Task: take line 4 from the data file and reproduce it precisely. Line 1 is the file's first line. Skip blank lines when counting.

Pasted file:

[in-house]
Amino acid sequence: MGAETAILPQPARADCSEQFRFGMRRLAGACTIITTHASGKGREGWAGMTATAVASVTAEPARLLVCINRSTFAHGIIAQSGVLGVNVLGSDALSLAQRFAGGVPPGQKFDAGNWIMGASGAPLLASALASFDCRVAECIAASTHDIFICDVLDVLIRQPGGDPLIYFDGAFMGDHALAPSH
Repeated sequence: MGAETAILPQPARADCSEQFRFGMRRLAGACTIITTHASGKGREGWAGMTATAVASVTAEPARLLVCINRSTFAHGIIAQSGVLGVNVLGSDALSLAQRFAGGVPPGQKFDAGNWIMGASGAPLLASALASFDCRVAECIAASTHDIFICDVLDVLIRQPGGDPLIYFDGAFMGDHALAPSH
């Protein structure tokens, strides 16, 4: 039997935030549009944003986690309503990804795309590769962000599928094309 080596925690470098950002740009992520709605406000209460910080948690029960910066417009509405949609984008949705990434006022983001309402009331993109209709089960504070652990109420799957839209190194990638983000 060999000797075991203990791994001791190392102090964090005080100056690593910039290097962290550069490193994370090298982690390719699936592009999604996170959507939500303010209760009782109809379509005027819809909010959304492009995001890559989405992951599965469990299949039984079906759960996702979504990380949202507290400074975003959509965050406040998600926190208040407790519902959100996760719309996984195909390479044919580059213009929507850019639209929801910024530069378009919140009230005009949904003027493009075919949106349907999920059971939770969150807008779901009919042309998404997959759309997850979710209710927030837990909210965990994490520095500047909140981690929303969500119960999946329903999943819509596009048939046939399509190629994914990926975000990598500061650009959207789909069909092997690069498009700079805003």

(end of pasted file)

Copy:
């Protein structure tokens, strides 16, 4: 039997935030549009944003986690309503990804795309590769962000599928094309 080596925690470098950002740009992520709605406000209460910080948690029960910066417009509405949609984008949705990434006022983001309402009331993109209709089960504070652990109420799957839209190194990638983000 060999000797075991203990791994001791190392102090964090005080100056690593910039290097962290550069490193994370090298982690390719699936592009999604996170959507939500303010209760009782109809379509005027819809909010959304492009995001890559989405992951599965469990299949039984079906759960996702979504990380949202507290400074975003959509965050406040998600926190208040407790519902959100996760719309996984195909390479044919580059213009929507850019639209929801910024530069378009919140009230005009949904003027493009075919949106349907999920059971939770969150807008779901009919042309998404997959759309997850979710209710927030837990909210965990994490520095500047909140981690929303969500119960999946329903999943819509596009048939046939399509190629994914990926975000990598500061650009959207789909069909092997690069498009700079805003």